Forgot to Pay Taxes on eBay Income?

August 9, 2007

Minimize Your eBay Taxes & Maximize Your eBay Profits with eBiz Tax Tips

What should you do if you “forgot” to pay taxes on your eBay income?  I asked this question of a tax friend recently and got a multi-part answer that will likely interest you.

The Politically Correct Answer
The first part of the answer was to be expected. According to the tax code you should file an amended return with form 1040X and report the additional income you omitted.  I did a little bit of research on how this works when I recently ran across an electronic copy of a 1099–INT from ING Direct I thought I had forgotten to report.  Luckily it turned out the interest had been reported but this is what I found in my search.

An article by Kay Bell on Bankrate suggests you should file a 1040X if you mis-reported any of the following:

    * Your filing status
    * Your total income
    * Your dependents
    * Your deductions or credits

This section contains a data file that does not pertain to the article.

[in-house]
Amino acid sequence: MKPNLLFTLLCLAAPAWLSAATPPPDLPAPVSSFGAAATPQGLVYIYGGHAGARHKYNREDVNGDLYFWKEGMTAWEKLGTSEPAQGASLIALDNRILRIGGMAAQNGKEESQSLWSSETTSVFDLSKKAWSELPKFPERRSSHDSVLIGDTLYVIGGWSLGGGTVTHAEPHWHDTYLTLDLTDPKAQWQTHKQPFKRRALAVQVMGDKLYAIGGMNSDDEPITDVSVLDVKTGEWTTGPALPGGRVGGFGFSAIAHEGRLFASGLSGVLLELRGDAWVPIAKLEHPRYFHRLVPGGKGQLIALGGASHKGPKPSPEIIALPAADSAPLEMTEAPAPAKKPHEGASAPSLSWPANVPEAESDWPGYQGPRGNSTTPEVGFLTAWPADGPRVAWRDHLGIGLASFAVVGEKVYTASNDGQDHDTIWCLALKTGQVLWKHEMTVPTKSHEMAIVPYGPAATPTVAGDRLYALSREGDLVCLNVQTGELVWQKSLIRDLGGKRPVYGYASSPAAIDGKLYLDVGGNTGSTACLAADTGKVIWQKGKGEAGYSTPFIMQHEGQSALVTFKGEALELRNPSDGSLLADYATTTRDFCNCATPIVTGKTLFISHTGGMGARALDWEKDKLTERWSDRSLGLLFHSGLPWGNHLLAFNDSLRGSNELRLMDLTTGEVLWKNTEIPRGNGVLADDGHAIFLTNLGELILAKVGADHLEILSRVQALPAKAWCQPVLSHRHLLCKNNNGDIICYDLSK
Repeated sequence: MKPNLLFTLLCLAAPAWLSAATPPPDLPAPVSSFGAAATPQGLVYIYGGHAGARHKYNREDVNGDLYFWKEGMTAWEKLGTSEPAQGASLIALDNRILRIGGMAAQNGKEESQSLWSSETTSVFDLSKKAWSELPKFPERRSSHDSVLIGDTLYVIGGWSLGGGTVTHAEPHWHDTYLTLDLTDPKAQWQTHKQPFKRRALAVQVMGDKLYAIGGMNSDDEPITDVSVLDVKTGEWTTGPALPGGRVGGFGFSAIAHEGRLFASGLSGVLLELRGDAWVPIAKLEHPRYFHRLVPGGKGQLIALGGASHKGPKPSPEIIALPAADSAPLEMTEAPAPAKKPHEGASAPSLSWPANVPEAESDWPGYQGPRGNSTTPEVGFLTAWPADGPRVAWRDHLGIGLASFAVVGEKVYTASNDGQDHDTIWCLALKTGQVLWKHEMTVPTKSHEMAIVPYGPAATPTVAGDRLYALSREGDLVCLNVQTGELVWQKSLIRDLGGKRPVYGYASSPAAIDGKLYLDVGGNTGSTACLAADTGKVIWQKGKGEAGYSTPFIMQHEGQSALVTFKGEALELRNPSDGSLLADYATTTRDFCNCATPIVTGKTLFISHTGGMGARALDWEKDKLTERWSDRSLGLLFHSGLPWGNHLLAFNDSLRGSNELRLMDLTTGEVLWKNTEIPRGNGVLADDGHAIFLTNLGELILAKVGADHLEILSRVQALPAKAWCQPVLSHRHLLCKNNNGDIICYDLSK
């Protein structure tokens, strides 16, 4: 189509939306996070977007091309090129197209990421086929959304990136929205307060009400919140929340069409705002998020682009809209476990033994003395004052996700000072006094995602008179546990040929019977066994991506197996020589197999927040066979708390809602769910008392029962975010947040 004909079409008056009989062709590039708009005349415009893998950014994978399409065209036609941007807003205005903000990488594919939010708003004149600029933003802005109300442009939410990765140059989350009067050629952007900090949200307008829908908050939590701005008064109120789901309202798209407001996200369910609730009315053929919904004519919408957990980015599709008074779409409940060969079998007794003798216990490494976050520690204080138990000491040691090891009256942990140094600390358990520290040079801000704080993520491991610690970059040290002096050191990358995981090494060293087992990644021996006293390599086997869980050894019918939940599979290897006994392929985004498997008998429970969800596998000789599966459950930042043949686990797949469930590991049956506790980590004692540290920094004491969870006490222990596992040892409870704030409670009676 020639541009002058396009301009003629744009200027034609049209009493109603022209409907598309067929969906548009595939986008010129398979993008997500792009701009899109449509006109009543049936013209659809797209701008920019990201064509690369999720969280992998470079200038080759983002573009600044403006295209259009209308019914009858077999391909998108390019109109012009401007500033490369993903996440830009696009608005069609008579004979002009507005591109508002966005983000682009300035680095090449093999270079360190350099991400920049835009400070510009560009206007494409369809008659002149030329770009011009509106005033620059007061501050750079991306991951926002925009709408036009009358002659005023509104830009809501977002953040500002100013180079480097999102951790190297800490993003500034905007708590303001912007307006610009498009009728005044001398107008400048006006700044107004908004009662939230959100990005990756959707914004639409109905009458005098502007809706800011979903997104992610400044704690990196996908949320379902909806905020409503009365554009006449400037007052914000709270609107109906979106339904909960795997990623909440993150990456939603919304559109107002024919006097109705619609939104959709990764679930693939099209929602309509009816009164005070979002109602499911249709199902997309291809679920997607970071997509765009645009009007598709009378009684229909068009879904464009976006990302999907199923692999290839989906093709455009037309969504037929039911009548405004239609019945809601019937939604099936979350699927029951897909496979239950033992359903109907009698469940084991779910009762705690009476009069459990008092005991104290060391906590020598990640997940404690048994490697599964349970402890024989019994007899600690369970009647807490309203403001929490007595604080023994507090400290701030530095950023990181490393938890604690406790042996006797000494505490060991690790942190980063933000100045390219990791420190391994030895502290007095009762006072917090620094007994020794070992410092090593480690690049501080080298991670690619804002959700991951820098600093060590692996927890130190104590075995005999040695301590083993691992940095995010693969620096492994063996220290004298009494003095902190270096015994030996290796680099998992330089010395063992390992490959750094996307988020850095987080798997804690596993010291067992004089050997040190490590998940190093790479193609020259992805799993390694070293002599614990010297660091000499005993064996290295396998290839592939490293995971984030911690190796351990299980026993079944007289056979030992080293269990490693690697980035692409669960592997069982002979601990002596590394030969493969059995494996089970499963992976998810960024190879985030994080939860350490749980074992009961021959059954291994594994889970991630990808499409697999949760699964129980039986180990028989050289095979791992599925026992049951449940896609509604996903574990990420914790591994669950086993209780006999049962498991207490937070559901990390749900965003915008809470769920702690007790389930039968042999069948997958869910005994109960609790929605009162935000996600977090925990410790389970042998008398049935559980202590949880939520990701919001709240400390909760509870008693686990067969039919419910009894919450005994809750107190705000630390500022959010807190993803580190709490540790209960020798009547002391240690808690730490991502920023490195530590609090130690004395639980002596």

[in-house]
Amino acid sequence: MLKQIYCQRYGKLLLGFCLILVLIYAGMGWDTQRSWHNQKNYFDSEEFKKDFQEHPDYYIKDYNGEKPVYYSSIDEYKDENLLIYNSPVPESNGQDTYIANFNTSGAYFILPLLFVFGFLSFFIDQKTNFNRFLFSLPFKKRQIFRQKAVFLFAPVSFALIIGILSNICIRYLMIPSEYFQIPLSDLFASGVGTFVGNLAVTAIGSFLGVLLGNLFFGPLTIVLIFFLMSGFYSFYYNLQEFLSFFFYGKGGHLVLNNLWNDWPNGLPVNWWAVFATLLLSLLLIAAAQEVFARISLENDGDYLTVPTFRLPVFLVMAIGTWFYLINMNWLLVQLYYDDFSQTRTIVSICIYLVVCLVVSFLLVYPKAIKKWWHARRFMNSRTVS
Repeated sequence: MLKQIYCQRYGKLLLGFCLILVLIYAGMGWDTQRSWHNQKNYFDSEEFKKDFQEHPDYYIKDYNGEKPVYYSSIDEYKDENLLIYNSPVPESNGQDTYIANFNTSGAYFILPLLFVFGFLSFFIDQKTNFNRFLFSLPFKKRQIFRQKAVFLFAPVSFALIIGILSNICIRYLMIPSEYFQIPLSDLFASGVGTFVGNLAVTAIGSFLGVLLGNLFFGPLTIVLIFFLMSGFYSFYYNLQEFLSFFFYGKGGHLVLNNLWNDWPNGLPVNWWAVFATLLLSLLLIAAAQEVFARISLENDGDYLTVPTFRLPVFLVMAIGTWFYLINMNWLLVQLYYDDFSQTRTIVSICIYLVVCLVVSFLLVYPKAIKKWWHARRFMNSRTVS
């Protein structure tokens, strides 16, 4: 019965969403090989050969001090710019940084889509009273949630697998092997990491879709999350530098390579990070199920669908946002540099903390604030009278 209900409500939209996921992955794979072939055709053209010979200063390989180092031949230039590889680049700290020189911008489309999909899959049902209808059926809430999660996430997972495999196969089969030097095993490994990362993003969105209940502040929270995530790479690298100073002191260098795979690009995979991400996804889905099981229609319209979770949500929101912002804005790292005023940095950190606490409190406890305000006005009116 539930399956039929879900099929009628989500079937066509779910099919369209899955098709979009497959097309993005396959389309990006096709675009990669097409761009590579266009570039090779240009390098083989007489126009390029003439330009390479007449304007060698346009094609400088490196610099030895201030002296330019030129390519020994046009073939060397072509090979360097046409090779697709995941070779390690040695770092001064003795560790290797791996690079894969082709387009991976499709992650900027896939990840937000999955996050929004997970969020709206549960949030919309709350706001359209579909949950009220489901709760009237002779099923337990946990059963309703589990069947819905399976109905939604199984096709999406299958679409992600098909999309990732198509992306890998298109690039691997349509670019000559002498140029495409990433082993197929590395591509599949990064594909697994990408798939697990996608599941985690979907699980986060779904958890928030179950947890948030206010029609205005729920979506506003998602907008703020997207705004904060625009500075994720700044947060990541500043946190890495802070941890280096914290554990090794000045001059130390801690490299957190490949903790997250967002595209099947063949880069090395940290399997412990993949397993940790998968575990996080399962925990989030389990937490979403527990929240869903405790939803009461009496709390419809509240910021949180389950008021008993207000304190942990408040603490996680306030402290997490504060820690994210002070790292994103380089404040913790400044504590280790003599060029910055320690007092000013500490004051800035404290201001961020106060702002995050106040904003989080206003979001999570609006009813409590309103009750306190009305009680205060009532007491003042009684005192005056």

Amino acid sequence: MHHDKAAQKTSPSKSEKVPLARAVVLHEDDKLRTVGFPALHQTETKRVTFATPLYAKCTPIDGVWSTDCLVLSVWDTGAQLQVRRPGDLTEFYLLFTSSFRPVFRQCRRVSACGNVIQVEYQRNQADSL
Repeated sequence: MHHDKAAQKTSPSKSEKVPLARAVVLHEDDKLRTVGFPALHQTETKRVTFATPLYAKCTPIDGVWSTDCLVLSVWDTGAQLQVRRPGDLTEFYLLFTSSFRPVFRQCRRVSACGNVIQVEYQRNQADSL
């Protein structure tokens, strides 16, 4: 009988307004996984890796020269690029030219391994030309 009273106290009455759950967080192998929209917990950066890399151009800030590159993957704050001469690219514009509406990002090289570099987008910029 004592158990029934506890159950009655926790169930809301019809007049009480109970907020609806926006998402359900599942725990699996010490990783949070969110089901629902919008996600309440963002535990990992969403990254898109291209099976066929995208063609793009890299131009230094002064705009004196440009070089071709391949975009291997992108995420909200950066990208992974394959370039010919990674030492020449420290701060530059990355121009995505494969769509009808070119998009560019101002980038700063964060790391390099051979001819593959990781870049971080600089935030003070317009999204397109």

It’s likely the IRS will eventually notice your error and want their money if the problem is in their favor. However, if you catch the mistake first and report it they may waive some penalties. Why will they eventually notice? Because the money was probably reported to the IRS by the company associated with the income.

In this case you’ll have to work with your tax preparer or through your tax software to file the 1040X.  If you used TurboTax it will help you with the form.

The Other Answer
Now for the second part of the answer.  If you report income on form 1040X for previous tax periods, you are liable for interest and penalties from the date it should have been reported.  The IRS may waive the penalties but they have no obligation to do so.  In addition, your state will be notified of the income as well and can also collect interest and penalties.

In my example above, ING Direct sent in a 1099–INT to the IRS informing them of my income.  Although it will likely change in the future, eBay has not yet sent any income information to the IRS on its sellers.  This means the IRS is not aware you missed reporting income.